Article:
Your organisation wants to get better at project management. So you send all your project managers on training courses to get project management qualifications. Unfortunately this will not deliver the results you are seeking. This blog explains why, and what you can do about it.
Training individuals does not achieve organisational implementation
Projects are about the delivery of change across organisational boundaries. Effective governance of projects requires decision making structures – Steering Committees, Projects Boards etc – that cut across those boundaries. Everyone who plays a role in these structures must be on the same page, not only about what the project is doing, but how the project is being managed. Indeed, if they do not understand how the project is being managed this is likely to limit their ability to effectively contribute in terms of what the project is doing.
It follows that the most effective way to train is to do so on a project-by-project basis, not a person by person basis, so that everyone in a project management role learns in the same context as their colleagues.
Each project that learns together must then be provided with appropriate support to ensure what they have learned can be translated from the learning environment – classroom or online – into the workplace.
Senior executives must be directly and personally involved in the learning
In the training context the message is simple – that senior executives who are involved in the governance of projects must be directly and personally involved in the learning.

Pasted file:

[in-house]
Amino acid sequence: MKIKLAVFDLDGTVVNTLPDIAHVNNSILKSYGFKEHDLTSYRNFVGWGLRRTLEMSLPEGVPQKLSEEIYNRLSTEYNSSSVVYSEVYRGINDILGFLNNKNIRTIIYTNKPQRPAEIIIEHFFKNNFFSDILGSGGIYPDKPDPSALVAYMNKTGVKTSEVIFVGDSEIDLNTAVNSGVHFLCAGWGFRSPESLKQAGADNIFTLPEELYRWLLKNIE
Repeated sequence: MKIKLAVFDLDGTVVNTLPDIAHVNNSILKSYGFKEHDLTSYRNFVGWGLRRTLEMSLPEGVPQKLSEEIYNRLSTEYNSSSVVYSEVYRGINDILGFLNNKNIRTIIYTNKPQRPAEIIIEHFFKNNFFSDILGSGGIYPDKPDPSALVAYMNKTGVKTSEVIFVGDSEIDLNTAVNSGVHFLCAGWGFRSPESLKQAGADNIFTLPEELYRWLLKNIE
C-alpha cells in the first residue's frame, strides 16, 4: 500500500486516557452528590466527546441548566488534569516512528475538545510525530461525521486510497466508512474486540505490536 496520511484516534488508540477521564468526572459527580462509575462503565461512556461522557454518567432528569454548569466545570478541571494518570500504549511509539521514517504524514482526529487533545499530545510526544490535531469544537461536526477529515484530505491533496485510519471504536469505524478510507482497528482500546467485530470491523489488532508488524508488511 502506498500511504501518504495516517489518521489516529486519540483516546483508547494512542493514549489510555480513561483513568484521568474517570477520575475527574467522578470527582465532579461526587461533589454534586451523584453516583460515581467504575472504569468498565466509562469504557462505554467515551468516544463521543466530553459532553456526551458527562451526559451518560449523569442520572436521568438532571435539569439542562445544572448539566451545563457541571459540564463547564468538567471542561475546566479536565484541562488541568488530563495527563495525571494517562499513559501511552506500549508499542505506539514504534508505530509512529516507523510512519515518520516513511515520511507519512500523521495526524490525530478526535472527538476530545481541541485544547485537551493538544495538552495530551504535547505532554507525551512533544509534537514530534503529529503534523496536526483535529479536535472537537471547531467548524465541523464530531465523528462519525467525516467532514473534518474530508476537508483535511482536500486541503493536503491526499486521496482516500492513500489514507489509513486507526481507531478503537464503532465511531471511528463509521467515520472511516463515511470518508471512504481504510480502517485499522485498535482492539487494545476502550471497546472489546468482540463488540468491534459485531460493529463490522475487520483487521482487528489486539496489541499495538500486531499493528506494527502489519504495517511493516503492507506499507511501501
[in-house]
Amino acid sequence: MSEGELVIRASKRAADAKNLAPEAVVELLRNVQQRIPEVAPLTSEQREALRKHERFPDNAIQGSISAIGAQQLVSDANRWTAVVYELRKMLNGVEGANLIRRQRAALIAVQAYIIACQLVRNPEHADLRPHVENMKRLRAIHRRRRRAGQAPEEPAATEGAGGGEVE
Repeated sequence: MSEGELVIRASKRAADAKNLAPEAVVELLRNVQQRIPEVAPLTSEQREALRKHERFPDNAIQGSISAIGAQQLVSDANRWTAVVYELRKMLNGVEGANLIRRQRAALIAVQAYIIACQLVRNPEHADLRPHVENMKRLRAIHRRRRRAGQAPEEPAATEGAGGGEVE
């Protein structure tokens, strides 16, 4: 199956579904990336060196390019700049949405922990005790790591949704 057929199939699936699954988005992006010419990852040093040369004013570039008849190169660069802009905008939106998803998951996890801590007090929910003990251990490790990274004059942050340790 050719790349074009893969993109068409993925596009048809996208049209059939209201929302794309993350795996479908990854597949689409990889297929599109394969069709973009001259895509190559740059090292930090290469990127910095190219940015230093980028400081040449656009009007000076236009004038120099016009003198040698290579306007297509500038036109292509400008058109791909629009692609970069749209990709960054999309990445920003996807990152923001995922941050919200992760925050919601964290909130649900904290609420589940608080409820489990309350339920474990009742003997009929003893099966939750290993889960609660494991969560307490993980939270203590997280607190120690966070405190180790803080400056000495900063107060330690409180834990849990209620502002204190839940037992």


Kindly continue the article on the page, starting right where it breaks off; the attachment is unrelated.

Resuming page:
That is not to say however that you should attempt to put your executives through the same training regime as the project managers. It is highly likely that they will have neither the time nor the inclination to spend several days on a course or hours wading through screen after screen of e-learning.
What most executives want to understand is how does the project management approach relate to the context in which they operate, what is their role in a project, and what do they need to do to ensure effective project management among the people who work for them.
Tailoring is essential
Project management qualifications demonstrate (in most cases) that an individual has attained a certain level of understanding of a particular approach. What they do not do is equip that individual with an understanding of how the approach should be applied to their particular project.
Project management training is most effective when participants receive not only theoretical knowledge, but specific guidance on how things work in their organisation and the opportunity to apply the theory to their own projects. This means tailoring must be tailored to suit both the organisation and the types of projects it is running.
For Government agencies that are required to undertake P3M3® assessments and improve capability, it is important to know that P3M3® level 3 maturity requires that training is focussed on your organisation (blog P3M3 Training Considerations).
Embedding project management disciplines requires a structured approach to manage the change
Putting these things together at an organisational level is not trivial. It requires good cooperation between the corporate PMO and HR department responsible for training / people development.
It requires careful consideration of timings – what is the right time to provide training to each project from the perspective of that project, and how does that add up into an overall picture of how the whole portfolio of projects can be supported. If the organisation is running projects in a programme context this must also be taken into consideration.
Putting it together
If you are currently just arranging project management training for individuals, I suggest you:
- consider changing your training to a project-by-project basis,
- involving senior executives in the learning; and
- tailoring that training.
How to put all this together? I think you already know the answer to this – run it as a project!